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CivilComp Proceedings
ISSN 17593433 CCP: 78
PROCEEDINGS OF THE SEVENTH INTERNATIONAL CONFERENCE ON THE APPLICATION OF ARTIFICIAL INTELLIGENCE TO CIVIL AND STRUCTURAL ENGINEERING Edited by: B.H.V. Topping
Paper 39
A Procedure for using GAs and the FEM to Minimise the Weight of Composite Structures M. Walker and R.E. Smith
Center for Advanced Materials, Design & Manufacture Research, Durban Institute of Technology, South Africa M. Walker, R.E. Smith, "A Procedure for using GAs and the FEM to Minimise the Weight of Composite Structures", in B.H.V. Topping, (Editor), "Proceedings of the Seventh International Conference on the Application of Artificial Intelligence to Civil and Structural Engineering", CivilComp Press, Stirlingshire, UK, Paper 39, 2003. doi:10.4203/ccp.78.39
Keywords: genetic algorithms, finite element method, optimisation, minimum weight.
Summary
It is well known that designs for structures to be fabricated from fibrereinforced
laminated composites can be tailored for additional advantage. Thus, for example, by
using the ply angles as design variables and determining the optimal values to maximise
or minimise criterion like strength or mass the most benefit can be obtained from these
materials. Due to manufacturing constraints, the sets of values from which the ply angles
and layer thicknesses can be selected are generally discrete, and in such cases, the
optimisation problem becomes one of finding the best permutation of these.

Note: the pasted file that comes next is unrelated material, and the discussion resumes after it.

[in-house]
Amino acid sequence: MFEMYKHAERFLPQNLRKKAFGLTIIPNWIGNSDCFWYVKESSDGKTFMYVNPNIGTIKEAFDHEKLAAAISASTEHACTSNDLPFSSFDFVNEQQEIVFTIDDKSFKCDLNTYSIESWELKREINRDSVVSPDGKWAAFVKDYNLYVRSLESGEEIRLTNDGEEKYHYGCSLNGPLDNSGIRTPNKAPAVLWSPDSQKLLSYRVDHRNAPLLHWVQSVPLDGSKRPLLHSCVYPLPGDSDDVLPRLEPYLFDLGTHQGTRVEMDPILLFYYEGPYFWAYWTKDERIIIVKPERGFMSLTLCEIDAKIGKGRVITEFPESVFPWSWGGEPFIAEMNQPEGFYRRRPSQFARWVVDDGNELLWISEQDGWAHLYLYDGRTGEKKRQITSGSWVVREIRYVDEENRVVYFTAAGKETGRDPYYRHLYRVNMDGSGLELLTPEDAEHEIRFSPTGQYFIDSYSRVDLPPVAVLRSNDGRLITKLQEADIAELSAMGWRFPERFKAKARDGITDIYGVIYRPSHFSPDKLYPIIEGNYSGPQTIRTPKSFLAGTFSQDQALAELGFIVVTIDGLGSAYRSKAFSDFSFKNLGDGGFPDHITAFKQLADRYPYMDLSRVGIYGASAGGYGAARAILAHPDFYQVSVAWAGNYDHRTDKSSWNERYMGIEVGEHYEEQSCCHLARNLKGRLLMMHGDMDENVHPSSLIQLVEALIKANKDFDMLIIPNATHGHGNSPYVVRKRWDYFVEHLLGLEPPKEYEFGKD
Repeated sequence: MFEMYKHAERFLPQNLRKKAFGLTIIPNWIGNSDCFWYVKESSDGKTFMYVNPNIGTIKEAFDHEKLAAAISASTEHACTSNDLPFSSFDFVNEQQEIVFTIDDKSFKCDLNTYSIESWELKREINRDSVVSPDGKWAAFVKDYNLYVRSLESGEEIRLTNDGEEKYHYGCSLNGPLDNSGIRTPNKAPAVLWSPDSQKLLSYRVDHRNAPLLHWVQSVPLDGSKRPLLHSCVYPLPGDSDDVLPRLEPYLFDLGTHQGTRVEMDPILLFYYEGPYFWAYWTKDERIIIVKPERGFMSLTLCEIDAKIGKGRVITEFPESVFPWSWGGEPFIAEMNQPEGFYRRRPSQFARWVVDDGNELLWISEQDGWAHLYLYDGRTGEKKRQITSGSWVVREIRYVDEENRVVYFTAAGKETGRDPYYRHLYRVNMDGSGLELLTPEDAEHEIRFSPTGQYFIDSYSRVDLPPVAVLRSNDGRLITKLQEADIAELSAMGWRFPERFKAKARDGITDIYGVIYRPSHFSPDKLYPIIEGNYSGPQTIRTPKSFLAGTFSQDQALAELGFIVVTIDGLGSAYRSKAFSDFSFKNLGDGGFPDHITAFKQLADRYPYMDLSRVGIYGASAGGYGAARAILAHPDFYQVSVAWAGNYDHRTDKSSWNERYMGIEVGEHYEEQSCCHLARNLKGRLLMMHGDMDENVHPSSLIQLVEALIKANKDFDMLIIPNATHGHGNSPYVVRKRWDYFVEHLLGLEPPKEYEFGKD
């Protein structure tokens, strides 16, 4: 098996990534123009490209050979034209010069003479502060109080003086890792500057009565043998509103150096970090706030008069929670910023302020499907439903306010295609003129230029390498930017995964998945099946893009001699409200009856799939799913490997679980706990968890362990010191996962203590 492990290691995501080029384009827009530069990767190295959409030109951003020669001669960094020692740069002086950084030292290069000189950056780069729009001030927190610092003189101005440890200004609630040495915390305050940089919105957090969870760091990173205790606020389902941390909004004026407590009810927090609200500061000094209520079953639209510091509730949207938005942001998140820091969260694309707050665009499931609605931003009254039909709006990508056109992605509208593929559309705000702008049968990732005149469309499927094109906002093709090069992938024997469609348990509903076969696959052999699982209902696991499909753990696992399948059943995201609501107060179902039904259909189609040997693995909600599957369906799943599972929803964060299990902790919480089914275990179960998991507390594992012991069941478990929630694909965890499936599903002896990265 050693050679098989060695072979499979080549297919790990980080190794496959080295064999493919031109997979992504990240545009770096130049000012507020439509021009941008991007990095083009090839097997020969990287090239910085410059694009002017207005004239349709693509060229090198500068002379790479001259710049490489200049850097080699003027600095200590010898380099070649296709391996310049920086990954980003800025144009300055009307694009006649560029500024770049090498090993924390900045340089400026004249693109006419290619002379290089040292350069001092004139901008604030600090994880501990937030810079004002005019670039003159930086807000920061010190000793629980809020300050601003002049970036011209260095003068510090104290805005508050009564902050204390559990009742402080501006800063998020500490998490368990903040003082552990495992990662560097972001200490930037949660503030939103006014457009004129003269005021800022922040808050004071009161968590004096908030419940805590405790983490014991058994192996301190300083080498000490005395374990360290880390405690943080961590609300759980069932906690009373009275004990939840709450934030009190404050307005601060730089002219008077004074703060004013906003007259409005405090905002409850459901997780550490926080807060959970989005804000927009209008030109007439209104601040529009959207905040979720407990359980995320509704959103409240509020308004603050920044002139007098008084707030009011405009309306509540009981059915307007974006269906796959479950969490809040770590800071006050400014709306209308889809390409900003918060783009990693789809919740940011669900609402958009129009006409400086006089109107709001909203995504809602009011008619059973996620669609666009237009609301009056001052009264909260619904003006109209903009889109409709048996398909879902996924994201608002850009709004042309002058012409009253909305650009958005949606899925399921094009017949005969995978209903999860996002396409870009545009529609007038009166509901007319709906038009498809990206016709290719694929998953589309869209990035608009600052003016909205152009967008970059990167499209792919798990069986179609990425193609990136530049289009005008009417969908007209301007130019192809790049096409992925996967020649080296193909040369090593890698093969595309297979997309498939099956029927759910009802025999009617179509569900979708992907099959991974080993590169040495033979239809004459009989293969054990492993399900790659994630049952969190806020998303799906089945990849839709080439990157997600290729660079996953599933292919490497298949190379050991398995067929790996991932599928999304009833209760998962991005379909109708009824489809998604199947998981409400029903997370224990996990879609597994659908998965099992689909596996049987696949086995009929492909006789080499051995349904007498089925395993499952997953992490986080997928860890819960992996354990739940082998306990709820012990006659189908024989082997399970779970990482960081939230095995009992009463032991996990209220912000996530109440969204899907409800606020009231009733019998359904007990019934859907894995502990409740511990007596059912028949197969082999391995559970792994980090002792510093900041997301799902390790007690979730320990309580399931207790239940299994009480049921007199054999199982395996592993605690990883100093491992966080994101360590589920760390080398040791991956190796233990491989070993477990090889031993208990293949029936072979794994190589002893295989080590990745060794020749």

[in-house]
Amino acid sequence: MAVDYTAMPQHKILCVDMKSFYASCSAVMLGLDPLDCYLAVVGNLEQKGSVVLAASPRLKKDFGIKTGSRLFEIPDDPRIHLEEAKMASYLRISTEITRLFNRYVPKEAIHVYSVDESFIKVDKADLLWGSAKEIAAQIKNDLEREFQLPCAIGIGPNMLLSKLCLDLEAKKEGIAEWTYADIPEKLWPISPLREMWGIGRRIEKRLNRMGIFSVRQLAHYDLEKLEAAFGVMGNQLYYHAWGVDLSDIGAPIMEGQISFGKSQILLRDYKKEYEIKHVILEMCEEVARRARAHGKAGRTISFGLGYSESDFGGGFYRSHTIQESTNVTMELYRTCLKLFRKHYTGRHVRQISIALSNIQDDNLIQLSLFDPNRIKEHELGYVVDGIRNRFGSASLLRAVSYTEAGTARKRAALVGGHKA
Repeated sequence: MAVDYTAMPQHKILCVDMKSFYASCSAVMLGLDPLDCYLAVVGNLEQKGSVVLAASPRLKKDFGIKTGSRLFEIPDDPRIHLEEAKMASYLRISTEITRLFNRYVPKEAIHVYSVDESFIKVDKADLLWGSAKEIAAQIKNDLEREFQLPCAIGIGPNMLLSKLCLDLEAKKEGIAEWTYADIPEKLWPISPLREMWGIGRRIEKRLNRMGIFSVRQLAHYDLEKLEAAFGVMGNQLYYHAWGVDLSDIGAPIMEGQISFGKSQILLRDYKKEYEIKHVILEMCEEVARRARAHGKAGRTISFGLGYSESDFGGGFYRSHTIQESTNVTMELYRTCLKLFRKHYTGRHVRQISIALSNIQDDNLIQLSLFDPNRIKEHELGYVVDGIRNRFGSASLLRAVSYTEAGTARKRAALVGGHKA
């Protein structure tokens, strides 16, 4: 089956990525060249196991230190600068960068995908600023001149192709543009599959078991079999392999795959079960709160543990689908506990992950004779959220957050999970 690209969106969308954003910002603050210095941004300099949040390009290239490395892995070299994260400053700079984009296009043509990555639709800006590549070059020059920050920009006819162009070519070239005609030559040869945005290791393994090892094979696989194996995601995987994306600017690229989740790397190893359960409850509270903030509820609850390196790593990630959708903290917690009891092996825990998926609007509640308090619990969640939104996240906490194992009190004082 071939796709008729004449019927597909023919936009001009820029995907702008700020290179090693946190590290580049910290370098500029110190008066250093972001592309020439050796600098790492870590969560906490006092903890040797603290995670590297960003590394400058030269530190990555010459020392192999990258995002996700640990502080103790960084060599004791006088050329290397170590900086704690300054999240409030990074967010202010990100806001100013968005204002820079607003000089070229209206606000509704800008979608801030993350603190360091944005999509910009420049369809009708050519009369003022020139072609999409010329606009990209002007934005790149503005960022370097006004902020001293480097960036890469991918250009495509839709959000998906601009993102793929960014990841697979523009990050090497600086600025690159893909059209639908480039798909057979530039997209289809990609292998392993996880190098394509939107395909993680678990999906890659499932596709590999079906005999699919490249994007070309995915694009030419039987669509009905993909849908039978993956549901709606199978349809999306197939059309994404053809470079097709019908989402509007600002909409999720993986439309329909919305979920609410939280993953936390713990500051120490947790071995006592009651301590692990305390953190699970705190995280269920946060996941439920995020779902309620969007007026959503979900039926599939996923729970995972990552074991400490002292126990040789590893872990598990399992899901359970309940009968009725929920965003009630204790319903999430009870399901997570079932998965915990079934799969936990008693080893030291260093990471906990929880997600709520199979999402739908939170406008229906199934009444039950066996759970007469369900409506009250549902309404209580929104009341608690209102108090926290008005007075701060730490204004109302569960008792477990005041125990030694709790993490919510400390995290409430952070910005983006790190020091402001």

An important failure mode for laminated structures is bending under transverse loading. By selecting the stacking sequence and layer thicknesses optimally, the mass of a structure can be minimised for a given design strength constraint. Symmetrically laminated angle ply configurations are often used as they avoid bendingstretching effects by virtue of midplane symmetry. One phenomenon associated with symmetric angleply configurations is the occurrence of bendingtwisting coupling, which may cause significantly different results as compared to cases in which this coupling is exactly zero [1]. The effect of bendingtwisting coupling becomes even more pronounced for few layers. Due to this coupling, closedform solutions cannot be obtained even for simple laminated plates, and thus many studies involving design optimisation of composite structures have neglected the effect. This study adopts a numerical approach to include the effect of bendingtwisting coupling. Genetic algorithms, which can be used to find the global solution of discrete optimisation problems, simulate the mechanics of natural genetics for artificial systems based on operations, which are the counterparts of the natural type [2]. They use techniques derived from nature, and rely on Darwin's principle of survival of the fittest. When a population of biological species evolves over generations, characteristics that are useful for survival tend to be passed on to future generations, because individuals carrying them get more chances to breed. Individual characteristics in biological populations are stored in chromosomal strings. The mechanics of natural genetics are based on operations that result in structural yet randomised exchange of genetic information (ie. useful traits) between the chromosomal strings of reproducing parents, and consist of crossover and occasional mutation of the chromosomal strings. A technique for using GAs together with finite element analysis to minimise the mass of fibre reinforced symmetrically laminated structures with several discrete design variables is described. The design constraint implemented is based on the TsaiWu failure criterion, although any suitable failure criterion can be implemented. Rectangular plates are used to demonstrate the method, have eight layers, and are symmetric about the midplane. Thus, the four fibre orientations and laminae thicknesses are to be determined optimally. To determine the best configuration, optimal ply angles for each layer are selected from amongst a predefined set of fibre orientations, commonly used in industry. This approach leads to costeffective designs by virtue of allowing the use of standard composite plies. The most common orientations are 0^{o}, 30^{o}, 45^{o}, 60^{o}, and 90^{o}, which are the ones used in the present study. Also, the laminae thicknesses must be multiples of a standard ply, thickness; eg. 0.001m. Results are presented for different load distributions, and various combinations of clamped, simply supported and free boundary conditions are considered. The effect of aspect ratio is also investigated. Initially, the mass of the structure was taken as the GA fitness parameter, but the number of initial genes required for convergence near the global minimum was large, and thus other measures were investigated. Some of these are presented, all demonstrating enhanced efficiency, but introduce problems to the study. Previous work on discrete optimisation of composite laminates includes Reference [3]. References
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